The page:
If you want to know how the Parks are doing, all you have to do is track them by their different homes.
First you've got the house in Korea that "sits like a hen" (4.22), humble and small, but comfortable. Then you've got the house in the ghetto, with "[o]ld brown paint peeling off. Old brown grass flying away. Crisscross metal fence all around" (9.1)—clearly not a comfortable place and most definitely wracked by poverty.
And finally there's the house the Parks (minus Apa) move to at the end of the book:
The patch of grass is so small you can walk across in four long strides. But I don't care. It is ours. I walk barefoot back and forth across the vibrant green lawn, take in deep breaths of air. My toes clutch the tiny blades, revel in the softness and the damp earth beneath my feet. All ours. (30.1)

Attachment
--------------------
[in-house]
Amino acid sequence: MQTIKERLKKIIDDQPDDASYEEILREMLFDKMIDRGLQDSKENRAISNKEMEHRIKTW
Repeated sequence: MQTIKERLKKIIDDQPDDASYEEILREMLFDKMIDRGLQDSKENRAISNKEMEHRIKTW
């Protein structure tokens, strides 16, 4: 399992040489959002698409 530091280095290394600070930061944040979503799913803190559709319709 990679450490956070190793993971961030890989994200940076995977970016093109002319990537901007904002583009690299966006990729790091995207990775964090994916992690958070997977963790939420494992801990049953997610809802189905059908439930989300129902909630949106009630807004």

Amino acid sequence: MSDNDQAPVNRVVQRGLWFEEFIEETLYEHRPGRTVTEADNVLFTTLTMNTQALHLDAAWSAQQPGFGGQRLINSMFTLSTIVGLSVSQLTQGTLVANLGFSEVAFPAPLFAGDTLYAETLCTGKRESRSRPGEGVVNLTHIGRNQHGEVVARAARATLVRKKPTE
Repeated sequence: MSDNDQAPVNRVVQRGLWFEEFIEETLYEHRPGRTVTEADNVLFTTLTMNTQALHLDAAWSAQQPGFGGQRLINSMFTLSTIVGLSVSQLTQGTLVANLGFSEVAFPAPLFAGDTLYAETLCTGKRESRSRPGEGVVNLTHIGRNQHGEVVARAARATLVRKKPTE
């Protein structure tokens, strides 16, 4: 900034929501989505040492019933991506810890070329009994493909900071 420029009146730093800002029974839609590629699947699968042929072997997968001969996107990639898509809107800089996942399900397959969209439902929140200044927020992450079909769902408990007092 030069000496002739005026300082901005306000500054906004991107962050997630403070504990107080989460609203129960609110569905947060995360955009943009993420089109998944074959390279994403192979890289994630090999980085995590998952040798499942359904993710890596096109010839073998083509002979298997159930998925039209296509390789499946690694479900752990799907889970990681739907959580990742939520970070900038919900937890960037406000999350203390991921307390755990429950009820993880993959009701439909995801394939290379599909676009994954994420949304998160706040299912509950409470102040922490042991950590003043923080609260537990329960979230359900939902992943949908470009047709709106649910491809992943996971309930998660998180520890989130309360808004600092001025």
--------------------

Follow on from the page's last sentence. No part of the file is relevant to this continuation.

These houses chart how far—economically and psychologically—Young Ju, her mom, and her brother have come, how hard they've worked and how they've persisted in the face of some serious hardships. So think of the houses as measuring sticks for the Parks's success at self-sufficiency.